In spite of the complaints registered against the clothing-optional beach that contributed to the increase in enforcement of restrictions on nudity, advocacy groups insist that the positive effects of a nude section of Bates Beach will outweigh the complaints. Supporters have taken a closer look at the financial influences of clothing-optional beaches, especially focusing on tourist dollars. According to Allen Baylis, a director for the Naturist Action Committee, nude beaches can stimulate the economies of the areas that surround them, as evidenced by other communities that have opted to create clothing-optional stretches. The Summer 2009 issue of The Magazine of Naturist Living featured one such beach: Miami-Dade’s Haulover Beach. In 1991, members of South Florida Free Beaches began to use a small nude sunbathing section of the beach at Haulover Beach Park. Today, this area is the destination for hundreds of naturists, from which about 50% are tourists. In 2002, Miami-Dade County Commissioner Sally Heyman wrote, “Haulover Park’s naturist family beach has been good for tourism because of it’s positive effect on the hospitality and tourist industry.” The parking revenue at Haulover increased 445% from 1991 to 2004 an enormous increase, especially in comparison to that of the county’s other oceanfront park, which saw only a 51% increase. The Nude Beach Alliance does not oppose parking fees, and calls attention to the possibility that an available clothing-optional section at Bates Beach would have the potential to generate a large additional profit by charging for parking, considering it would be the only nude beach in the area. Not only do the participants in this campaign believe that they could improve the area economically, they believe that they will improve the beach environment as a whole. The Nude Beach alliance makes efforts to keep the environment healthy and does beach cleanups. “We feel responsibility for the beach we do use,” explained Dan Cruz, a member of the Southern California Naturist Association.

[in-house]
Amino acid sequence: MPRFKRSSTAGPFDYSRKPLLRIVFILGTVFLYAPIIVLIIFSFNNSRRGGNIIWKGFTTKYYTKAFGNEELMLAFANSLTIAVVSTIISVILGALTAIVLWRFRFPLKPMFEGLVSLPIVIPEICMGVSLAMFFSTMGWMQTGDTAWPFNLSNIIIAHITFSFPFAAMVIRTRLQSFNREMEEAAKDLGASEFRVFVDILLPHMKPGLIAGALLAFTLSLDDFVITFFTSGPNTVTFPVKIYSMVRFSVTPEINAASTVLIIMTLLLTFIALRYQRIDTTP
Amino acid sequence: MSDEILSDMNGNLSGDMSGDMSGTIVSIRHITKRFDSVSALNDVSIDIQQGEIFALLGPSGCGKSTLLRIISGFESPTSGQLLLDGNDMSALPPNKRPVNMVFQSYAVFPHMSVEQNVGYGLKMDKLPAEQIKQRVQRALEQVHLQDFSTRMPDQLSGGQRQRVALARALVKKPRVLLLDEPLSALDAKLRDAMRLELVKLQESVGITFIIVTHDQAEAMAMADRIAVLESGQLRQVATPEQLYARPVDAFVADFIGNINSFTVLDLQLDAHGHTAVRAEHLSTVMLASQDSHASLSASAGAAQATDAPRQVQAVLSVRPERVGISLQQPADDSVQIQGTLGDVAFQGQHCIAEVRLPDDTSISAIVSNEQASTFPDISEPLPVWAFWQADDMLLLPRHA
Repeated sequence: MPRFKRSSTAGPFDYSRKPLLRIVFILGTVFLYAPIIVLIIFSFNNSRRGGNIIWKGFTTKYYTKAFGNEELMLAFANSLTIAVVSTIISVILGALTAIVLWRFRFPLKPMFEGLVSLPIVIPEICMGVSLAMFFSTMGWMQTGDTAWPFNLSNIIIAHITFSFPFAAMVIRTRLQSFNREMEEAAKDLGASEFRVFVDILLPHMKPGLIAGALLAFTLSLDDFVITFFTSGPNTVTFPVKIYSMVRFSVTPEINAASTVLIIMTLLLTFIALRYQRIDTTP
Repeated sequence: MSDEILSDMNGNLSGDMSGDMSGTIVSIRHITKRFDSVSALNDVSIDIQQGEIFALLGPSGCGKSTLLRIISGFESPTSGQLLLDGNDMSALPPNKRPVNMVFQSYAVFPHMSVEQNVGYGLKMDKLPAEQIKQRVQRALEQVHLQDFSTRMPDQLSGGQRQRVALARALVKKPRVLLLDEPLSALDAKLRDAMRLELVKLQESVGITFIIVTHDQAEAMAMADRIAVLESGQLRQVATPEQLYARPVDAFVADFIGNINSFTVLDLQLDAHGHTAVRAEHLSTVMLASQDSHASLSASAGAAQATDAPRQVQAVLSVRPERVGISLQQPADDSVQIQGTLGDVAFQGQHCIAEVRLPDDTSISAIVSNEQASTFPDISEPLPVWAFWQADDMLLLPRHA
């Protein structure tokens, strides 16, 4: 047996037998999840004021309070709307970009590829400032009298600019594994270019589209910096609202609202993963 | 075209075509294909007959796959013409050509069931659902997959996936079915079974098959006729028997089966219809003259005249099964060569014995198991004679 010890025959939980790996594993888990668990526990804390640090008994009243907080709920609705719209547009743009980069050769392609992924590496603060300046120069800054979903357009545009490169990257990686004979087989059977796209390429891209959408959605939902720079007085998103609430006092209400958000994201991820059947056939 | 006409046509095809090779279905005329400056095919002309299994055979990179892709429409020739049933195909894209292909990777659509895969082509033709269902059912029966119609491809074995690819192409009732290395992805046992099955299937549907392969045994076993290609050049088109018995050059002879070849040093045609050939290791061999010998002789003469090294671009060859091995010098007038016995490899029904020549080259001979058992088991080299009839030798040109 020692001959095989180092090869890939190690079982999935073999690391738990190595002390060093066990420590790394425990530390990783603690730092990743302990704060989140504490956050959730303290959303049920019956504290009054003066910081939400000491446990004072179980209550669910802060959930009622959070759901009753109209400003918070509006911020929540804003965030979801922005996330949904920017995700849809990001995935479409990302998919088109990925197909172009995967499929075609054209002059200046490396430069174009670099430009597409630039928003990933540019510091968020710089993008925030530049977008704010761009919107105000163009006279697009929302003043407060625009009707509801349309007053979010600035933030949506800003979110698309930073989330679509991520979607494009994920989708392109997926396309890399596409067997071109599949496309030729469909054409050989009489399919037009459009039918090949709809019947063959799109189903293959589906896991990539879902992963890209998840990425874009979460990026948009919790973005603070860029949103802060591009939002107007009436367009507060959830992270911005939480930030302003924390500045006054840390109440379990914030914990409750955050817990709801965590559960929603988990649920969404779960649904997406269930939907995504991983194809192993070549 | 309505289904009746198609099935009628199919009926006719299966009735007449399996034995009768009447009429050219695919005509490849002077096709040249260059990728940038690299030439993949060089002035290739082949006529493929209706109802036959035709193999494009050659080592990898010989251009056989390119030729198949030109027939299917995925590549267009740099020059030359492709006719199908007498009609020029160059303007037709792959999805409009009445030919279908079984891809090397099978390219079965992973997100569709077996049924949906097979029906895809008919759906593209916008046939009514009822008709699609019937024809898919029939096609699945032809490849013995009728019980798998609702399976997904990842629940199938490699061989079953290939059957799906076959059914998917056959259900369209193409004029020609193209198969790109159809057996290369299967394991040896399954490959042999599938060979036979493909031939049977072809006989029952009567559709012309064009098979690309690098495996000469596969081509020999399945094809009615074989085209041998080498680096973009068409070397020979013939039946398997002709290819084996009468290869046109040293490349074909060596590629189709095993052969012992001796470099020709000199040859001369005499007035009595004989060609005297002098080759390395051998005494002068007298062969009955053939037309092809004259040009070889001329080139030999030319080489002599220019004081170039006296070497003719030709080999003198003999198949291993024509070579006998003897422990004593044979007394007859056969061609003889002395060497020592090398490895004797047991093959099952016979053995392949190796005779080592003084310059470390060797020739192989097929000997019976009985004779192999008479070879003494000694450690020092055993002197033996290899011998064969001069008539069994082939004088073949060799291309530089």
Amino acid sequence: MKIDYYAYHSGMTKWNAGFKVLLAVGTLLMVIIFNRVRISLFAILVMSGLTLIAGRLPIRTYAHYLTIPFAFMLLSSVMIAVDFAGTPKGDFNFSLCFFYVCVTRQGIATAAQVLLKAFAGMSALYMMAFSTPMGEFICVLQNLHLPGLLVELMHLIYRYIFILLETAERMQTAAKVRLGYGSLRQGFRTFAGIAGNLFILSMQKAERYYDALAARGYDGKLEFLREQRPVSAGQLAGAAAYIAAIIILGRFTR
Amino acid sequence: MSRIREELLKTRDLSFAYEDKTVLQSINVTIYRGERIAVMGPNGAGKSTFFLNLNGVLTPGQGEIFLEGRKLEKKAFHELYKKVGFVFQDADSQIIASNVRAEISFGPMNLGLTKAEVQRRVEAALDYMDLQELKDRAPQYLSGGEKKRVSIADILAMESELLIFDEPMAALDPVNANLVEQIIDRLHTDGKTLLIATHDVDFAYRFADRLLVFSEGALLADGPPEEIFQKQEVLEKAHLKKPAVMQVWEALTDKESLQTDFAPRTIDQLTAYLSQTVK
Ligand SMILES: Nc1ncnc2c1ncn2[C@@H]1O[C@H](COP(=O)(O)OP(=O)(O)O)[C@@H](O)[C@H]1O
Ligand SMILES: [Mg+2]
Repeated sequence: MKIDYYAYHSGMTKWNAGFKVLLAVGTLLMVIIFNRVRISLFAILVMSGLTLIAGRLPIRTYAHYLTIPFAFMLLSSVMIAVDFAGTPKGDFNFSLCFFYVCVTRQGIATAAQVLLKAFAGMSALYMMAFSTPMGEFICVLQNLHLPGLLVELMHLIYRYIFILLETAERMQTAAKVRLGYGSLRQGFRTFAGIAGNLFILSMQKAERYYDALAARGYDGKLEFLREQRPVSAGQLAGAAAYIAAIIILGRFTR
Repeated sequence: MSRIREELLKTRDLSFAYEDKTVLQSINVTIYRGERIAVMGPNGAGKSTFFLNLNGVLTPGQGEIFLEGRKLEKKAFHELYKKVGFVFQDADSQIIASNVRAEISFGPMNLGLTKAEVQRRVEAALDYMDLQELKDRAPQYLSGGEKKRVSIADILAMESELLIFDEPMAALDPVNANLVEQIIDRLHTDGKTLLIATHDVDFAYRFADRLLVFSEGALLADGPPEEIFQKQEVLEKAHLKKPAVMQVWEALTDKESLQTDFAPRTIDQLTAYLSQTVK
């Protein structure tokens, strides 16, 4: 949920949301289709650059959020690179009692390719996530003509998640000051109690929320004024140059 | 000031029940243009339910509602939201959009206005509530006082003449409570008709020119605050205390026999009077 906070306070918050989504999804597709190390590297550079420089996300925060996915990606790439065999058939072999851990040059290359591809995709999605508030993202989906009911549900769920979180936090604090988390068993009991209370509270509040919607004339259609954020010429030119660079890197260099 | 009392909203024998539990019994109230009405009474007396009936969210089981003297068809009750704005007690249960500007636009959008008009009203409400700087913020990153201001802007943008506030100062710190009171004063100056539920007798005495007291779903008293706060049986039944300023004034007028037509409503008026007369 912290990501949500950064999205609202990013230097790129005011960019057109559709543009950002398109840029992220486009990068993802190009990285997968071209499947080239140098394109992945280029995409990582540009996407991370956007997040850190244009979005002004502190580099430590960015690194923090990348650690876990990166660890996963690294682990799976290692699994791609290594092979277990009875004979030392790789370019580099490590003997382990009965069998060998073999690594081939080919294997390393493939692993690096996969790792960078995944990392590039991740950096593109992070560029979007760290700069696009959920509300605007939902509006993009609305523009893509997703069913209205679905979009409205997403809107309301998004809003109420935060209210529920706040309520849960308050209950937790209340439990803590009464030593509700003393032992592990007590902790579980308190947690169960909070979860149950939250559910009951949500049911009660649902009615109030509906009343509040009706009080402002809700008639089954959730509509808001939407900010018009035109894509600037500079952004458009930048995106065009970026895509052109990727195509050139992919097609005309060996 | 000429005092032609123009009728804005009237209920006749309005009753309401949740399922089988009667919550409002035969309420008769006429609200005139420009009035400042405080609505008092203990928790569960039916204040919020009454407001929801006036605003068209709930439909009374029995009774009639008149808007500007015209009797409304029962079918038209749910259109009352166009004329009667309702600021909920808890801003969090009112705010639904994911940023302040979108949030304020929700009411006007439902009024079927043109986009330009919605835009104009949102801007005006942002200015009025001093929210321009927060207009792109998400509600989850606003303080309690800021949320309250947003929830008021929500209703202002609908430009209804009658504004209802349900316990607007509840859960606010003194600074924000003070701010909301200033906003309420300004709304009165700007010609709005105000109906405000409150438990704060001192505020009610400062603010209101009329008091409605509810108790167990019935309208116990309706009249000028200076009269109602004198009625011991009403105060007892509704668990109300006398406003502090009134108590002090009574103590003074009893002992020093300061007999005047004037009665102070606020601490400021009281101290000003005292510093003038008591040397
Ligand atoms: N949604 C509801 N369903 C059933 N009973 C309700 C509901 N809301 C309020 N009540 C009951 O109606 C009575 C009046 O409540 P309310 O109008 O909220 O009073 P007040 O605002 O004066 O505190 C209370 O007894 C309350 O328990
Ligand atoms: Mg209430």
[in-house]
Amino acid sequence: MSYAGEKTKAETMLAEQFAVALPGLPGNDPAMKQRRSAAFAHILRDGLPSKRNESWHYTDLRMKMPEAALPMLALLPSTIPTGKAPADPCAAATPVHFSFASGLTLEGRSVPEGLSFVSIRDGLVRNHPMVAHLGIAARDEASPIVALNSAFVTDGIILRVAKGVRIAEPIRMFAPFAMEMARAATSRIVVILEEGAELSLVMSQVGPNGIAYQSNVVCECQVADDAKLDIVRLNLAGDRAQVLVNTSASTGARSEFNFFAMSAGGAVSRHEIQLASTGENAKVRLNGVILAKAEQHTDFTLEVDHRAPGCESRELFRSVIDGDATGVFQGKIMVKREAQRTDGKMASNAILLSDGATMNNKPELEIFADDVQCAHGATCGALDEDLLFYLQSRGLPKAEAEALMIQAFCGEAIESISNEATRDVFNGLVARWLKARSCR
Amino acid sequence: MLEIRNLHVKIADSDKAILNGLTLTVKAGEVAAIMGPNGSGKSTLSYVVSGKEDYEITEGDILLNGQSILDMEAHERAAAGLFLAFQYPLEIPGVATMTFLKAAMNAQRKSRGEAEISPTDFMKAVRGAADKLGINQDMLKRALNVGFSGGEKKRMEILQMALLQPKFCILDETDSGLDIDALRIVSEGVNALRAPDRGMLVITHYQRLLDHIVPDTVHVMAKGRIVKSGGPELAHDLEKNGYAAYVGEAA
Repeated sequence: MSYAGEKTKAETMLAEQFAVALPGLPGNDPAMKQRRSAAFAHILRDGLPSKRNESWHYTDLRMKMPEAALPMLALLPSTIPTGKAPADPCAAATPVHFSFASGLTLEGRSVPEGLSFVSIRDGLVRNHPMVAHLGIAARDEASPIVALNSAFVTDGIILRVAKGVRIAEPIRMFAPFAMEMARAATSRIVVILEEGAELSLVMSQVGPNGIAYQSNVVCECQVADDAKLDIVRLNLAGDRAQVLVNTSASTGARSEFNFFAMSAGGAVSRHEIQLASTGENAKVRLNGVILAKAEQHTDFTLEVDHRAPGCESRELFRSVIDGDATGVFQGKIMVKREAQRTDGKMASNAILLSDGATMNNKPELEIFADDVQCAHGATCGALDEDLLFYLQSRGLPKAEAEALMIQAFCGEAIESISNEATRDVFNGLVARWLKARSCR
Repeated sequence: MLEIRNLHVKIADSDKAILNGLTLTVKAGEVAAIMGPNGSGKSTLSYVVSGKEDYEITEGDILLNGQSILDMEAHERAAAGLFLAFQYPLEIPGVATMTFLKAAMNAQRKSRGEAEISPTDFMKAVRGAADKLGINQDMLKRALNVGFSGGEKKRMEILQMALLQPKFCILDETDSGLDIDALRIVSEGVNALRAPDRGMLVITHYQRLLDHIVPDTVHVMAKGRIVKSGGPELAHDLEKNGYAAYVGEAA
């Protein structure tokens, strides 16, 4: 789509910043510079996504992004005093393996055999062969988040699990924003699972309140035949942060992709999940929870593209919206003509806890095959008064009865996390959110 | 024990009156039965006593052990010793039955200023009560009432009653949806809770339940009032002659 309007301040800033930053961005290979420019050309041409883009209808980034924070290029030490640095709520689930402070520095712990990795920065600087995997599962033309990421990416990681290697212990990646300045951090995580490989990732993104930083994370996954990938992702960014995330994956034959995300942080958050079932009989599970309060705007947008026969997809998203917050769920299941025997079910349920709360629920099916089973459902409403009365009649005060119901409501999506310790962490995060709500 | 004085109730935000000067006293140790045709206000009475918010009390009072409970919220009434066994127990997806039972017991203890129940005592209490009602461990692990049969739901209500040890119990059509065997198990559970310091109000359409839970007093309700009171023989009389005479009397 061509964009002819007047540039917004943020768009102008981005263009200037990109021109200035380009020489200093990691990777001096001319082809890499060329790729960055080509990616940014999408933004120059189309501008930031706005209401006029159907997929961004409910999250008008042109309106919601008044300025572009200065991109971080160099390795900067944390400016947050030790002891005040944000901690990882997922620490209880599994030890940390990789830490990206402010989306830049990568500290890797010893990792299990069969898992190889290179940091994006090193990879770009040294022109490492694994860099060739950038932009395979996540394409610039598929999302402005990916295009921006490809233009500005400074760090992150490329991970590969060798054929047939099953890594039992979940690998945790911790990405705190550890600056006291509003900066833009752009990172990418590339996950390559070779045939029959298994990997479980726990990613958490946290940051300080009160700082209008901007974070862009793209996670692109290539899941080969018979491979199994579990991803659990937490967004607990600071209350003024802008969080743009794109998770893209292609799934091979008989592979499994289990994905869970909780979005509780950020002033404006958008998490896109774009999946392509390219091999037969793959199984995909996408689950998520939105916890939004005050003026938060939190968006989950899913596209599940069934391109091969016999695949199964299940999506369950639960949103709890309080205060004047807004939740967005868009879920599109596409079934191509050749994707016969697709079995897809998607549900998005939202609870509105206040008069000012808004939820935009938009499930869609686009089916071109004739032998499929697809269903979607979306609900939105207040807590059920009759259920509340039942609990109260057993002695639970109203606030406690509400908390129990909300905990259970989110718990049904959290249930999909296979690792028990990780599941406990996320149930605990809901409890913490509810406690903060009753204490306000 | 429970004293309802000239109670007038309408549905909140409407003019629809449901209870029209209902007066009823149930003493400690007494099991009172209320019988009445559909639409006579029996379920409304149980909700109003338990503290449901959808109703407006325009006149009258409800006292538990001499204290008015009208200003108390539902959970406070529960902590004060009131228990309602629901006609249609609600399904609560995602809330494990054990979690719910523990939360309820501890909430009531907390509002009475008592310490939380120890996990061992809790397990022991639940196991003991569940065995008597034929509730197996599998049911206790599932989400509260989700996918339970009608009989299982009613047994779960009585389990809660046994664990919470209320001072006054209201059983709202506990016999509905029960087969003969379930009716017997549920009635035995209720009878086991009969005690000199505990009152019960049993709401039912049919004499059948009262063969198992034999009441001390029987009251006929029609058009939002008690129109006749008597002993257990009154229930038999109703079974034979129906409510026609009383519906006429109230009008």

In addition to the concerns about nude beaches voiced by residents of beachside homes, other issues arose that led to the discontinuation of the clothing-optional feature of Bates Beach. Concerns of lewd behavior and the rights of those who come across the nude beach accidentally contributed to the eventual regulations put into place with the Santa Barbara County Nudity Ordinance of 1977, which prohibits “nudity in public places, places open to the public, and places open to public view whether such places are publicly or privately owned, even when such nudity is not sexually motivated or otherwise lewd”, declaring it a “public nuisance and unlawful.” The supporters of a clothing-optional beach have taken these concerns into consideration, and have developed solutions. They intend to establish a Beach Ambassador/Neighborhood Watch program – a group of volunteers present to monitor nude beach behavior and preserve respectful decorum. “If you came to us and said someone was sitting too close or making you uncomfortable, we might come and sit right between you,” explained Nude Beach Alliance Board Member Sonya Robinson, “and maybe put our umbrella down so it blocks them,” she chuckled.